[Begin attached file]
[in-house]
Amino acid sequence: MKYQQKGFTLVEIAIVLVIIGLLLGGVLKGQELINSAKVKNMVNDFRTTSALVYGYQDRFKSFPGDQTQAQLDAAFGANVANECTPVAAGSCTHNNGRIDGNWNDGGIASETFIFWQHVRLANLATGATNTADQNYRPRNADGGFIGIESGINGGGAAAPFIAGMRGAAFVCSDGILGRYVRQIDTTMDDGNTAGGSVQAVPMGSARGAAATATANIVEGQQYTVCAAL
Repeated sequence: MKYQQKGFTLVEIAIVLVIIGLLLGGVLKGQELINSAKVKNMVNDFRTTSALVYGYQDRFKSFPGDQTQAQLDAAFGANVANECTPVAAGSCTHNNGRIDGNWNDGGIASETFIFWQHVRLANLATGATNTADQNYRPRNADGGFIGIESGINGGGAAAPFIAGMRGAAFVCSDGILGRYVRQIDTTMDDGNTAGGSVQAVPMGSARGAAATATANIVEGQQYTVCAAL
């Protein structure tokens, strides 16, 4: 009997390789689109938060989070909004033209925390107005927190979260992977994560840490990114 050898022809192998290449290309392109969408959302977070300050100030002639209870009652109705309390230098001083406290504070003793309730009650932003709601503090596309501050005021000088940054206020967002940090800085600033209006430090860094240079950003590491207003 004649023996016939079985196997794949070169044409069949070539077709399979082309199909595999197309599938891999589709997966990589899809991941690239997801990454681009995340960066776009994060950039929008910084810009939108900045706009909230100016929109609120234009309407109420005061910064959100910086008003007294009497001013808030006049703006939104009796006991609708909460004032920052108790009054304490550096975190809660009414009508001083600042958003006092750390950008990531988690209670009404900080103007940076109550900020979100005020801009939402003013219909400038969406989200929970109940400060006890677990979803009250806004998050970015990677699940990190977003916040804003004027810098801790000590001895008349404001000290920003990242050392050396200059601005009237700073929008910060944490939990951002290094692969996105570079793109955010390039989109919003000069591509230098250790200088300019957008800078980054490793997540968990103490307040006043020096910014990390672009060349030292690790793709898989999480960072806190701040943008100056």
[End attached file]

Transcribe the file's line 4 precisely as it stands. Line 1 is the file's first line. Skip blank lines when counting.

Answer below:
């Protein structure tokens, strides 16, 4: 009997390789689109938060989070909004033209925390107005927190979260992977994560840490990114 050898022809192998290449290309392109969408959302977070300050100030002639209870009652109705309390230098001083406290504070003793309730009650932003709601503090596309501050005021000088940054206020967002940090800085600033209006430090860094240079950003590491207003 004649023996016939079985196997794949070169044409069949070539077709399979082309199909595999197309599938891999589709997966990589899809991941690239997801990454681009995340960066776009994060950039929008910084810009939108900045706009909230100016929109609120234009309407109420005061910064959100910086008003007294009497001013808030006049703006939104009796006991609708909460004032920052108790009054304490550096975190809660009414009508001083600042958003006092750390950008990531988690209670009404900080103007940076109550900020979100005020801009939402003013219909400038969406989200929970109940400060006890677990979803009250806004998050970015990677699940990190977003916040804003004027810098801790000590001895008349404001000290920003990242050392050396200059601005009237700073929008910060944490939990951002290094692969996105570079793109955010390039989109919003000069591509230098250790200088300019957008800078980054490793997540968990103490307040006043020096910014990390672009060349030292690790793709898989999480960072806190701040943008100056």